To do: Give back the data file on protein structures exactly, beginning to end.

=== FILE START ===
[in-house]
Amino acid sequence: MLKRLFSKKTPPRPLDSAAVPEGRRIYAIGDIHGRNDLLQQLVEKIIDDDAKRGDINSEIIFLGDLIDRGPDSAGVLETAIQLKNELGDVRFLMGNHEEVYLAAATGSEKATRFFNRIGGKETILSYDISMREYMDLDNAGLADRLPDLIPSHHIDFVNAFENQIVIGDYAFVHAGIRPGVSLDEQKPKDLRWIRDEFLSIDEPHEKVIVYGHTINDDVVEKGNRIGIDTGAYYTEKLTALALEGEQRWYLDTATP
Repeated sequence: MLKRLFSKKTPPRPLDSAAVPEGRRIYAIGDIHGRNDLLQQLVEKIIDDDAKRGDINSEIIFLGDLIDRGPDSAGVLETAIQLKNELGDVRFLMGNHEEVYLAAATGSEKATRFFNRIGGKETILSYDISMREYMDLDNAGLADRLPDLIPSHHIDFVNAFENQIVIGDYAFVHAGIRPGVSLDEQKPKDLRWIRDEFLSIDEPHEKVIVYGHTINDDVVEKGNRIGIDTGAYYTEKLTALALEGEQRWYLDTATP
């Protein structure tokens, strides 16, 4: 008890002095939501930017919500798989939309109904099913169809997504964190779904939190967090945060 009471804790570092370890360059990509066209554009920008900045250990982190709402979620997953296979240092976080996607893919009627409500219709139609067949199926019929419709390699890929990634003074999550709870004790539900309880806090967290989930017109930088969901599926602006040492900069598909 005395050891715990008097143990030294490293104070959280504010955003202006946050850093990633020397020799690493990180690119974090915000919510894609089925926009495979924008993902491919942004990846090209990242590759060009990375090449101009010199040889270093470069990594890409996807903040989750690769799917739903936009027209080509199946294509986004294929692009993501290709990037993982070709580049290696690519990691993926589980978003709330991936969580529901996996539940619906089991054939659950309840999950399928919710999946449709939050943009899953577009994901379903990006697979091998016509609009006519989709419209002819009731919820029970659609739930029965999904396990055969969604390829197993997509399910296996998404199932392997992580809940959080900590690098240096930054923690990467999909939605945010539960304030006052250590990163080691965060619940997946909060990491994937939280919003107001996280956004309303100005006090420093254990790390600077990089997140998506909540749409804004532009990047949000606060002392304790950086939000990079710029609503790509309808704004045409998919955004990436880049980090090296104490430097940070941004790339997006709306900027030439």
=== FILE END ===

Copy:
[in-house]
Amino acid sequence: MLKRLFSKKTPPRPLDSAAVPEGRRIYAIGDIHGRNDLLQQLVEKIIDDDAKRGDINSEIIFLGDLIDRGPDSAGVLETAIQLKNELGDVRFLMGNHEEVYLAAATGSEKATRFFNRIGGKETILSYDISMREYMDLDNAGLADRLPDLIPSHHIDFVNAFENQIVIGDYAFVHAGIRPGVSLDEQKPKDLRWIRDEFLSIDEPHEKVIVYGHTINDDVVEKGNRIGIDTGAYYTEKLTALALEGEQRWYLDTATP
Repeated sequence: MLKRLFSKKTPPRPLDSAAVPEGRRIYAIGDIHGRNDLLQQLVEKIIDDDAKRGDINSEIIFLGDLIDRGPDSAGVLETAIQLKNELGDVRFLMGNHEEVYLAAATGSEKATRFFNRIGGKETILSYDISMREYMDLDNAGLADRLPDLIPSHHIDFVNAFENQIVIGDYAFVHAGIRPGVSLDEQKPKDLRWIRDEFLSIDEPHEKVIVYGHTINDDVVEKGNRIGIDTGAYYTEKLTALALEGEQRWYLDTATP
């Protein structure tokens, strides 16, 4: 008890002095939501930017919500798989939309109904099913169809997504964190779904939190967090945060 009471804790570092370890360059990509066209554009920008900045250990982190709402979620997953296979240092976080996607893919009627409500219709139609067949199926019929419709390699890929990634003074999550709870004790539900309880806090967290989930017109930088969901599926602006040492900069598909 005395050891715990008097143990030294490293104070959280504010955003202006946050850093990633020397020799690493990180690119974090915000919510894609089925926009495979924008993902491919942004990846090209990242590759060009990375090449101009010199040889270093470069990594890409996807903040989750690769799917739903936009027209080509199946294509986004294929692009993501290709990037993982070709580049290696690519990691993926589980978003709330991936969580529901996996539940619906089991054939659950309840999950399928919710999946449709939050943009899953577009994901379903990006697979091998016509609009006519989709419209002819009731919820029970659609739930029965999904396990055969969604390829197993997509399910296996998404199932392997992580809940959080900590690098240096930054923690990467999909939605945010539960304030006052250590990163080691965060619940997946909060990491994937939280919003107001996280956004309303100005006090420093254990790390600077990089997140998506909540749409804004532009990047949000606060002392304790950086939000990079710029609503790509309808704004045409998919955004990436880049980090090296104490430097940070941004790339997006709306900027030439």